With Nash sidelined, Lakers turn to dry free agent market for point guard help
By Rob Mahoney
The Lakers have grown so fed up with their own in-game lethargy that they are reportedly now looking for outside help. According to Marc Stein of ESPN.com, the Lakers are weighing the pros and cons of several different prospective additions, all of which are significantly less attractive options than long-rumored Laker trade target Jose Calderon. But without the necessary trade pieces to entice the Raptors into a deal for Calderon, L.A. will likely be left combing the free agent ranks.
Let’s take a walk down the point guard aisle to see what’s left in stock:
Last seen: Parting on strange terms with the Mavericks in the preseason, despite having a guaranteed, minimum-salary contract.
Stein’s reports indicate that West is at the top of the Lakers’ list in terms of basketball talent, but given his exit from Dallas, it’s understandable that Mitch Kupchak and Co. want to fully consider what additional baggage West might bring with him. For the most part, the Mavericks publicly dealt with West about as well as any team could; the lines of communication were clearly open, support was demonstrative from both the locker room and the front office and West had ample opportunity to play and audition for his next contract. But something strange happened behind closed doors back in October, and West was sent on his way without much delay. West has been a free agent since, despite the fact that he’s a significantly better player than most end-of-the-bench point guards around the league.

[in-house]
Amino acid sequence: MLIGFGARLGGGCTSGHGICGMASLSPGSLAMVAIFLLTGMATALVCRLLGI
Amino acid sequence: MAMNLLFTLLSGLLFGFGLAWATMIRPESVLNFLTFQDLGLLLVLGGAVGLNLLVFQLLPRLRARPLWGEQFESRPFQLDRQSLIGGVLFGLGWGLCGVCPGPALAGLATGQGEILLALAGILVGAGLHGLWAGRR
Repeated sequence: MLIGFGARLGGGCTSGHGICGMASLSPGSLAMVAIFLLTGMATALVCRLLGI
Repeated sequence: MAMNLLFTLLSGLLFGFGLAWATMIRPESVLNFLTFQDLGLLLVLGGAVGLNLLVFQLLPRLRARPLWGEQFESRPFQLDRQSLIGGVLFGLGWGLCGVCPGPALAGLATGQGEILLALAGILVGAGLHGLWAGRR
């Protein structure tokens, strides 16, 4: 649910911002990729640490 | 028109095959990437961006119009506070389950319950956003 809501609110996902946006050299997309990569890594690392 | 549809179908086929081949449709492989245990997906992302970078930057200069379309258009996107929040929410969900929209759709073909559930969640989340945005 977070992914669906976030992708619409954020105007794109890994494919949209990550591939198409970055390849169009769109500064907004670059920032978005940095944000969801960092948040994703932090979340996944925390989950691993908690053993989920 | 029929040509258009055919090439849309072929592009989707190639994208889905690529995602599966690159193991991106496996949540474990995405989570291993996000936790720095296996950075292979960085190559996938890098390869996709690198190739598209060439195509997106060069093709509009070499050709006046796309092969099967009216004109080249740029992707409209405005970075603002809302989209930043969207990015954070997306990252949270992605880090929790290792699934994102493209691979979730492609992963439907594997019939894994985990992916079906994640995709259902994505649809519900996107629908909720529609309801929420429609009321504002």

In terms of on-court fit, West could be a really nice choice for the Lakers. He can handle and make plays, but is best suited for a more balanced role in which he isn’t put in complete control of the offense. That’s more or less what would be expected of any of L.A.’s point guard options in sharing the floor with Kobe Bryant, and West could alleviate some of the ball-handling pressure on Kobe without creating any points of redundancy in the backcourt. And though West is completely competent when creating with the ball in his hands, his best offensive work comes as a cutter and spot-up shooter; rare are the moments when West is standing around on offense, as most of his possessions are spent finding bits of open space to exploit as his teammates draw the attention of the defense. He’s versatile enough to play off of Dwight Howard (and eventually, Pau Gasol) and Bryant alike, and has a lot of interesting wrinkles to his offensive game that Mike D’Antoni could find use for.